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August 12, 2020, 11:08:14 am

Author Topic: English Standard: Billy Elliot  (Read 93 times)

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English Standard: Billy Elliot
« on: July 31, 2020, 03:15:41 pm »
Hi there my trials are in a week was hoping to get some feedback on this essay I wrote for a past assessment my issue with my feedback was as it was a multimodal essay so that was centred on the feedback I'm going to try and ask my teacher but there's a point when the English faculty cannot give you feedback and right now might be the point
My Texts and Human Experiences essay for the HSC is only on Billy Elliot so please disregard my parts on my prescribed text 'The Hardest Kick of all
and sorry if this is awful I feel my writing has grown since the start of the course

Demonstrate an understanding of the ways in which composers represent the challenges faced by individuals

Composers represent difficulties in life by highlighting how the pressure to conform to society creates adversity for humans who do not belong. This leads to the determination to overcome these challenges which in turn to a discovery of one’s true self. This is exemplified in the texts Billy Elliot and The Hardest Kick of All.  Billy Elliot tells the story of 11-year-old Billy living in small-town Durham during the Miners strike in the 1980s who finds a passion for ballet in a male-dominated society at first he is hesitant with participation and ends up exploring his passion in ballet. The Hardest Kick of All is a memoir about Christos Tsolkas with him reminiscing on his childhood and adolescence with use of the rhetoric and many anecdotes.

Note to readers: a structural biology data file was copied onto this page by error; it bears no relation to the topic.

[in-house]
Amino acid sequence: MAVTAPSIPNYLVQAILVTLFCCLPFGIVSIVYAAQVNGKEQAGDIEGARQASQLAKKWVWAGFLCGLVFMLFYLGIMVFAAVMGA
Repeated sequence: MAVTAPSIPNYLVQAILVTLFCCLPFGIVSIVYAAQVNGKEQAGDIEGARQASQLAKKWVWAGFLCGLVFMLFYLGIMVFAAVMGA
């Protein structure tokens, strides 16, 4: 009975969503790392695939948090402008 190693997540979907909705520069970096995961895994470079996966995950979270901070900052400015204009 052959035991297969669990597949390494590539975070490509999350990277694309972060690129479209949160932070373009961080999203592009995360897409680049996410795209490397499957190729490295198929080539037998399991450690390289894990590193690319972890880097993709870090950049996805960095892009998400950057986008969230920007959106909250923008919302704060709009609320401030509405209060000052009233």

Through the individual’s journey of finding their identity, they face the challenge of battling opposing viewpoints. In Billy Elliot When Jackie is informed about Billy being not present at boxing, he becomes curious about Billy’s whereabouts. He finds Billy in his ballet class who is well-adjusted which is shown through full shot filming of Mrs Wilkinson teaching her class where he is in sync with the other dancers until he sees his father whos facial expression in disbelief is shown through the caged barrier which displays the juxtaposed ideas. In the following scene, Billy and Jackie are discussing their clashing thoughts on ballet whilst Billy’s grandmother is observing, this is shown through the editing of shots cutting back and forth between Jackie and Billy’s dialogue. Billy is challenging the homosexual connotations that are associated with ballet during the 1980s by indirectly asking Jackie what he is insinuating this represents he has reached acceptance of himself.  Jackie states that “Lads do football, boxing or wrestling” which represents the society’s standpoint on masculinity which are in addition to homosexual undertones to the feminine sport. Billy’s Grandmother states that she could’ve been a professional dancer which symbolises the lost potential Billy could face if he does not pursue his dreams despite the obstacle present. Billy still continues his pursuit in private without Jackie’s knowledge. This is opposed in The Hardest Kick of All where writer Christos Tsiolkas faced adversity for the discovery of his homosexuality with shame due to his society’s expectations in the 1980s. Tsiolkas narrates his discovery by reminiscing his childhood infatuation with his best friend where he foreshadows his eventual misfortune starting the recount of one of his football companions with “I knew not to touch him” Tsiolkas provides an emotional depiction of his friend who appears to be masculinely juxtaposed to the writer with descriptions used such as “wiry and tough” and he had “boy sweat”. Tsiolkas and the boy kiss in class the teacher then publically ridicule them for their pursuit, stating that they are “disgusting”, causing shame from both parties creating a collective experience. The collective experience changes to individual experience when Christos’s best friend’s response states he is not the homosexual slur “poofter” following the event, he stays consistent with his viewpoint through the exclusion of Tsiolkas which highlights that his masculine personality is reinforced. As a result of this social exclusion, Tsiolkas associates football with his failed friendship this is shown from the emotive phrase showing he had been hurt at the end of his memoir stating he “f--king hated it”. Whereas in Billy Elliot he still pursues his dream of ballet despite societal views. Both texts show the clashing of masculinity and feminity in societal norms Humans facing adversity be depicted as one who stays persistent in their passion or one who cannot.